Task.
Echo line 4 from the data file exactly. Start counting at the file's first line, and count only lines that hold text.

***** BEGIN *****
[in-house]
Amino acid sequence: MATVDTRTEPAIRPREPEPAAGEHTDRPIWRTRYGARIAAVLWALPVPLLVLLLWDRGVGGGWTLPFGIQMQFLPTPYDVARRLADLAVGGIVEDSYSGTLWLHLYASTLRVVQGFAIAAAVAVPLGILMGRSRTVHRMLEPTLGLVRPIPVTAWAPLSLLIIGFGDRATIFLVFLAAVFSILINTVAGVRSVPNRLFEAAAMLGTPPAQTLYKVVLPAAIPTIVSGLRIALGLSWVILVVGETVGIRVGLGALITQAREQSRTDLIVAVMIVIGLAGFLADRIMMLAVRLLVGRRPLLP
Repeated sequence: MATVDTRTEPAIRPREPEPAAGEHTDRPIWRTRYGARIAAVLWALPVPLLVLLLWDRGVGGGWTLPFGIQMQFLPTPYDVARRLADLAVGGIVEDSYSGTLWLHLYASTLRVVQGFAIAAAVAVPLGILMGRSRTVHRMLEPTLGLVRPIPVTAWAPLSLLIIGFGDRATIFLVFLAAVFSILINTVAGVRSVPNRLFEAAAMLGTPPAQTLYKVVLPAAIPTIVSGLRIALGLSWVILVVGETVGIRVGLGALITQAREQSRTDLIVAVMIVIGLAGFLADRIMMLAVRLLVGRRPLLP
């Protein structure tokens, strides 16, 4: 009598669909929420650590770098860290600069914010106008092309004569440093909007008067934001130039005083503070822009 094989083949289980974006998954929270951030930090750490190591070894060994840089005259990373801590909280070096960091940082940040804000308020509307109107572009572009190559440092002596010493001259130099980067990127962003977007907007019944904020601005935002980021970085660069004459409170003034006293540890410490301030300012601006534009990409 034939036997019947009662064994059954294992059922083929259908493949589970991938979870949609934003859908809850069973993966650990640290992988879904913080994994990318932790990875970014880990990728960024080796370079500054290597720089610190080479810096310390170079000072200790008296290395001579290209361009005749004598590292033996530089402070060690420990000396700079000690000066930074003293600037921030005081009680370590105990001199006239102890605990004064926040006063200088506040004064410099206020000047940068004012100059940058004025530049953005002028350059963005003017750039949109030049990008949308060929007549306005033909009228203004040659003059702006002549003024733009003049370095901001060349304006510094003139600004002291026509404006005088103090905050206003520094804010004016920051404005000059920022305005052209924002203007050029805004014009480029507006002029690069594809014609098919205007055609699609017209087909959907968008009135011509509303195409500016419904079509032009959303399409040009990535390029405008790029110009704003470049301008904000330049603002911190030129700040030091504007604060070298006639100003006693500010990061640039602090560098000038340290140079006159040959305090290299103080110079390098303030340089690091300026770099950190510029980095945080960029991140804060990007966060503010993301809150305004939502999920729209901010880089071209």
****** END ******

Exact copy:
């Protein structure tokens, strides 16, 4: 009598669909929420650590770098860290600069914010106008092309004569440093909007008067934001130039005083503070822009 094989083949289980974006998954929270951030930090750490190591070894060994840089005259990373801590909280070096960091940082940040804000308020509307109107572009572009190559440092002596010493001259130099980067990127962003977007907007019944904020601005935002980021970085660069004459409170003034006293540890410490301030300012601006534009990409 034939036997019947009662064994059954294992059922083929259908493949589970991938979870949609934003859908809850069973993966650990640290992988879904913080994994990318932790990875970014880990990728960024080796370079500054290597720089610190080479810096310390170079000072200790008296290395001579290209361009005749004598590292033996530089402070060690420990000396700079000690000066930074003293600037921030005081009680370590105990001199006239102890605990004064926040006063200088506040004064410099206020000047940068004012100059940058004025530049953005002028350059963005003017750039949109030049990008949308060929007549306005033909009228203004040659003059702006002549003024733009003049370095901001060349304006510094003139600004002291026509404006005088103090905050206003520094804010004016920051404005000059920022305005052209924002203007050029805004014009480029507006002029690069594809014609098919205007055609699609017209087909959907968008009135011509509303195409500016419904079509032009959303399409040009990535390029405008790029110009704003470049301008904000330049603002911190030129700040030091504007604060070298006639100003006693500010990061640039602090560098000038340290140079006159040959305090290299103080110079390098303030340089690091300026770099950190510029980095945080960029991140804060990007966060503010993301809150305004939502999920729209901010880089071209």